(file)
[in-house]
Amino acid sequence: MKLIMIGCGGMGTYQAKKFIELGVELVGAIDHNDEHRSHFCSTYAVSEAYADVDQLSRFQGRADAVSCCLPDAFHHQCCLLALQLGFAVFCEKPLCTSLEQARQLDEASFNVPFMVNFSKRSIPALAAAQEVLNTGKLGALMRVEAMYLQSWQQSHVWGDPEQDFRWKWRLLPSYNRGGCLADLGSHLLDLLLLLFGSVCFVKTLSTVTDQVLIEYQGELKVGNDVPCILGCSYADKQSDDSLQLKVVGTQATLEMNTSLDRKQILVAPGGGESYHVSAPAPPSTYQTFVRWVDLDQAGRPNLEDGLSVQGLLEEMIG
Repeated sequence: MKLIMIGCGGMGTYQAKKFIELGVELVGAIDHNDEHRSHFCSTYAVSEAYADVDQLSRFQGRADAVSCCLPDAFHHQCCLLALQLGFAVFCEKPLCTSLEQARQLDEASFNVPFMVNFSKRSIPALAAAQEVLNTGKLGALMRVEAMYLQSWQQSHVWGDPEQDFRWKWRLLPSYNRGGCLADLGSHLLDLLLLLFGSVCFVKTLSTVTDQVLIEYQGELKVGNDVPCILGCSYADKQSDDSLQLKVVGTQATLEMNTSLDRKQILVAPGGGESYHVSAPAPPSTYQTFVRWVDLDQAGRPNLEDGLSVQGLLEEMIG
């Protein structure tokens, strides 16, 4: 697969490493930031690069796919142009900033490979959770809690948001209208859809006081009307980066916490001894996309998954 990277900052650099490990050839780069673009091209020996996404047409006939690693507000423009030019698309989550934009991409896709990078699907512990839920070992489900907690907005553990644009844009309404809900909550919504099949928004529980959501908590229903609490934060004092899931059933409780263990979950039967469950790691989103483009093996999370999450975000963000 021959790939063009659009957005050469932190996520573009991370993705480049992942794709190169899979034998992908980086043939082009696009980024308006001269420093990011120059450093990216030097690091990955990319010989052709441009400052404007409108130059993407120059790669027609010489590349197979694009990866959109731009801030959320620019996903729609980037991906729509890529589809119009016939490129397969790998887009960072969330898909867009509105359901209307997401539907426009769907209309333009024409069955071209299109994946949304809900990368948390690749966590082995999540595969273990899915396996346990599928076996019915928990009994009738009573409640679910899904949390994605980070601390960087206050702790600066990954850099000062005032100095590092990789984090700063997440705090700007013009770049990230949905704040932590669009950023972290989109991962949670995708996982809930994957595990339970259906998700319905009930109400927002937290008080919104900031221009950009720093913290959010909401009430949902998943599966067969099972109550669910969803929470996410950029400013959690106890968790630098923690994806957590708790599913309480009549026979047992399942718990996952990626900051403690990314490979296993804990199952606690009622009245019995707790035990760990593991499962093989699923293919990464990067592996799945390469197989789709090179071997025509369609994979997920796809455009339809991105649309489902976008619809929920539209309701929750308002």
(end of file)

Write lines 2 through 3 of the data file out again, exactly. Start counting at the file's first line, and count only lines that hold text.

Amino acid sequence: MKLIMIGCGGMGTYQAKKFIELGVELVGAIDHNDEHRSHFCSTYAVSEAYADVDQLSRFQGRADAVSCCLPDAFHHQCCLLALQLGFAVFCEKPLCTSLEQARQLDEASFNVPFMVNFSKRSIPALAAAQEVLNTGKLGALMRVEAMYLQSWQQSHVWGDPEQDFRWKWRLLPSYNRGGCLADLGSHLLDLLLLLFGSVCFVKTLSTVTDQVLIEYQGELKVGNDVPCILGCSYADKQSDDSLQLKVVGTQATLEMNTSLDRKQILVAPGGGESYHVSAPAPPSTYQTFVRWVDLDQAGRPNLEDGLSVQGLLEEMIG
Repeated sequence: MKLIMIGCGGMGTYQAKKFIELGVELVGAIDHNDEHRSHFCSTYAVSEAYADVDQLSRFQGRADAVSCCLPDAFHHQCCLLALQLGFAVFCEKPLCTSLEQARQLDEASFNVPFMVNFSKRSIPALAAAQEVLNTGKLGALMRVEAMYLQSWQQSHVWGDPEQDFRWKWRLLPSYNRGGCLADLGSHLLDLLLLLFGSVCFVKTLSTVTDQVLIEYQGELKVGNDVPCILGCSYADKQSDDSLQLKVVGTQATLEMNTSLDRKQILVAPGGGESYHVSAPAPPSTYQTFVRWVDLDQAGRPNLEDGLSVQGLLEEMIG